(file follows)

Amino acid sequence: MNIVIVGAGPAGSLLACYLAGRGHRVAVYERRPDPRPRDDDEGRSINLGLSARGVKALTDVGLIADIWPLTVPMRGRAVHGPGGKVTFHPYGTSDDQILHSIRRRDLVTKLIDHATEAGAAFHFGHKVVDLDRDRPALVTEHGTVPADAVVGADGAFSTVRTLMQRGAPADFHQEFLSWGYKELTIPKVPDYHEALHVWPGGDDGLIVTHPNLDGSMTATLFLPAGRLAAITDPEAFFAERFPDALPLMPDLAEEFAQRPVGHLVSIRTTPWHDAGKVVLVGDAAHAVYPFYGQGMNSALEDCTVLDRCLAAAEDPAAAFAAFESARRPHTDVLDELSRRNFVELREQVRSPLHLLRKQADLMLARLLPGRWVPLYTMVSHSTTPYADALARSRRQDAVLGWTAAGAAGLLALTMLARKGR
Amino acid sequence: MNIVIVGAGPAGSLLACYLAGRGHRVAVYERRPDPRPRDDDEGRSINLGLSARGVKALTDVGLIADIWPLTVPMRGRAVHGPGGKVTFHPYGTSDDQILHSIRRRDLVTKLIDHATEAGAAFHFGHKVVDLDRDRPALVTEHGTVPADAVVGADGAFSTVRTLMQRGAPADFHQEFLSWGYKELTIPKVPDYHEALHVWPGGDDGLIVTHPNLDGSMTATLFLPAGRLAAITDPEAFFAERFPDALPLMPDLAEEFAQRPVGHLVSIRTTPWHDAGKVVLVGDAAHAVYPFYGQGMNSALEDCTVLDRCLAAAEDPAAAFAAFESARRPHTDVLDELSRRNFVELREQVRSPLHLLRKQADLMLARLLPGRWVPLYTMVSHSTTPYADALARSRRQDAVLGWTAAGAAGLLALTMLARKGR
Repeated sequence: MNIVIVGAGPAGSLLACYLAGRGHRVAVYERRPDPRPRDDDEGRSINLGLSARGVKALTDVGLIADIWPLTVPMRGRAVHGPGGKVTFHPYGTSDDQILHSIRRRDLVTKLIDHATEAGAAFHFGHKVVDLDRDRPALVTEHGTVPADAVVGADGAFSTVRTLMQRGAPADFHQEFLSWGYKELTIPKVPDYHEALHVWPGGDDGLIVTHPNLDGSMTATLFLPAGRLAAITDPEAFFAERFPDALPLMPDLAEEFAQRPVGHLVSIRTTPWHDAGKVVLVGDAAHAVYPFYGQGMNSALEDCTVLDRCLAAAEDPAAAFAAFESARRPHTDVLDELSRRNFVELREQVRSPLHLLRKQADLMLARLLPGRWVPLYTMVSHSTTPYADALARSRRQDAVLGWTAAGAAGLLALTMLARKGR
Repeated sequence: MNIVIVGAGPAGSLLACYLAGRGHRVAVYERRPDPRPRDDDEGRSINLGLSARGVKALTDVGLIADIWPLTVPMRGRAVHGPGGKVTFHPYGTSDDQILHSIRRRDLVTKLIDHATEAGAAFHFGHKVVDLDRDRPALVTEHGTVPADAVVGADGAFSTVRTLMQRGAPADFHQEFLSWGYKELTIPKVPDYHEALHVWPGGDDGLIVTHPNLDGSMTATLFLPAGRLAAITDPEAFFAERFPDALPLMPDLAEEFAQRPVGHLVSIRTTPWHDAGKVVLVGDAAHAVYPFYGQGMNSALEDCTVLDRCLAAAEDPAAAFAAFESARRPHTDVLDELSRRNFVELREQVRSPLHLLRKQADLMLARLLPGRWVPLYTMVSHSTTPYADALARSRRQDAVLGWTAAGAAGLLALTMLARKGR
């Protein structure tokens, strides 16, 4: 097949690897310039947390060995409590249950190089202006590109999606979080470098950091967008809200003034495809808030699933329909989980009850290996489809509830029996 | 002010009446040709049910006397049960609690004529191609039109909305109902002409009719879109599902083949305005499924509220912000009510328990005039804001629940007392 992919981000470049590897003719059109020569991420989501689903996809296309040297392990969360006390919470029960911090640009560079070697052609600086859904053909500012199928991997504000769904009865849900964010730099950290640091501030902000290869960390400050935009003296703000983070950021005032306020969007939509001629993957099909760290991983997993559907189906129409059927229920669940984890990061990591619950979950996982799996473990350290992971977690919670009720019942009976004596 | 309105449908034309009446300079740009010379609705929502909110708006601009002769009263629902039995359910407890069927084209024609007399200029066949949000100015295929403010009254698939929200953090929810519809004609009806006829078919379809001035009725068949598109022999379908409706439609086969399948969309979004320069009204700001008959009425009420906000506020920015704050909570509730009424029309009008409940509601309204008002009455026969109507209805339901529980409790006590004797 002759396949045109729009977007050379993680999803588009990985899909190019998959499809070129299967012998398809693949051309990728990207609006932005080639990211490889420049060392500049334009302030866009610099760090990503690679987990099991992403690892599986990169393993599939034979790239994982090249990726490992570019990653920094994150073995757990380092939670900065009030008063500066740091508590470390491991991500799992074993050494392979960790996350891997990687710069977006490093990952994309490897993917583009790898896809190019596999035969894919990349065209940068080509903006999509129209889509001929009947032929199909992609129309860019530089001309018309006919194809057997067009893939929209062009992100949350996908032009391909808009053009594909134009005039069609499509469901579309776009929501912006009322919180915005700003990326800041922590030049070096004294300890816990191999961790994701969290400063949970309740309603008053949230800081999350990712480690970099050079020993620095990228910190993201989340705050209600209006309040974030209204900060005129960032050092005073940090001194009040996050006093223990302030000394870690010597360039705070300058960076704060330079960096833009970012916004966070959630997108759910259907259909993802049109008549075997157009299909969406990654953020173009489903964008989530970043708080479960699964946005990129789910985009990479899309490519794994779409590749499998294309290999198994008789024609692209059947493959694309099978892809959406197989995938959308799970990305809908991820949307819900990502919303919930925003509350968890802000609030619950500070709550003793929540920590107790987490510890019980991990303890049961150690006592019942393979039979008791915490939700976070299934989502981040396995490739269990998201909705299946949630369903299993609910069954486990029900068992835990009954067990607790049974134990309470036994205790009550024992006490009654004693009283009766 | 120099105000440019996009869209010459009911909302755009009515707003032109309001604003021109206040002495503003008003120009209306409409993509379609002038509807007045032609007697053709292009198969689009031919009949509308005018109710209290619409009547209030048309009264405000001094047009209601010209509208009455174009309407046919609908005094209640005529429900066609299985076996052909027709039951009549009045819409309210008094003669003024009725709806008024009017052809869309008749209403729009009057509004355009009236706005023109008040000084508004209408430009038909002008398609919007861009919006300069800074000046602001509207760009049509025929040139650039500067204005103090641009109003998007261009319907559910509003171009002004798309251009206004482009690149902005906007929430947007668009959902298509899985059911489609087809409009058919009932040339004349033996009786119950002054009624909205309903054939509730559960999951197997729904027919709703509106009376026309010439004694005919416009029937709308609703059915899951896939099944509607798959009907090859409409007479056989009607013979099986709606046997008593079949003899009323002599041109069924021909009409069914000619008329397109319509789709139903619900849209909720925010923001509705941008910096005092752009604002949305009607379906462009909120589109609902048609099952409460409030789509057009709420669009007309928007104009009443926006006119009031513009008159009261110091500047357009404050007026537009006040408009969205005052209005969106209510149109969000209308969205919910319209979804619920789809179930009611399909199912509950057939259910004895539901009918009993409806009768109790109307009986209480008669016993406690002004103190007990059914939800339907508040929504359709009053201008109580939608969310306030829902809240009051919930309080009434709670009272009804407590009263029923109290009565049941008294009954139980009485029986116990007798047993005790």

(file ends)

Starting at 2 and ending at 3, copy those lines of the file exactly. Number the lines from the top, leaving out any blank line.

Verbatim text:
Amino acid sequence: MNIVIVGAGPAGSLLACYLAGRGHRVAVYERRPDPRPRDDDEGRSINLGLSARGVKALTDVGLIADIWPLTVPMRGRAVHGPGGKVTFHPYGTSDDQILHSIRRRDLVTKLIDHATEAGAAFHFGHKVVDLDRDRPALVTEHGTVPADAVVGADGAFSTVRTLMQRGAPADFHQEFLSWGYKELTIPKVPDYHEALHVWPGGDDGLIVTHPNLDGSMTATLFLPAGRLAAITDPEAFFAERFPDALPLMPDLAEEFAQRPVGHLVSIRTTPWHDAGKVVLVGDAAHAVYPFYGQGMNSALEDCTVLDRCLAAAEDPAAAFAAFESARRPHTDVLDELSRRNFVELREQVRSPLHLLRKQADLMLARLLPGRWVPLYTMVSHSTTPYADALARSRRQDAVLGWTAAGAAGLLALTMLARKGR
Repeated sequence: MNIVIVGAGPAGSLLACYLAGRGHRVAVYERRPDPRPRDDDEGRSINLGLSARGVKALTDVGLIADIWPLTVPMRGRAVHGPGGKVTFHPYGTSDDQILHSIRRRDLVTKLIDHATEAGAAFHFGHKVVDLDRDRPALVTEHGTVPADAVVGADGAFSTVRTLMQRGAPADFHQEFLSWGYKELTIPKVPDYHEALHVWPGGDDGLIVTHPNLDGSMTATLFLPAGRLAAITDPEAFFAERFPDALPLMPDLAEEFAQRPVGHLVSIRTTPWHDAGKVVLVGDAAHAVYPFYGQGMNSALEDCTVLDRCLAAAEDPAAAFAAFESARRPHTDVLDELSRRNFVELREQVRSPLHLLRKQADLMLARLLPGRWVPLYTMVSHSTTPYADALARSRRQDAVLGWTAAGAAGLLALTMLARKGR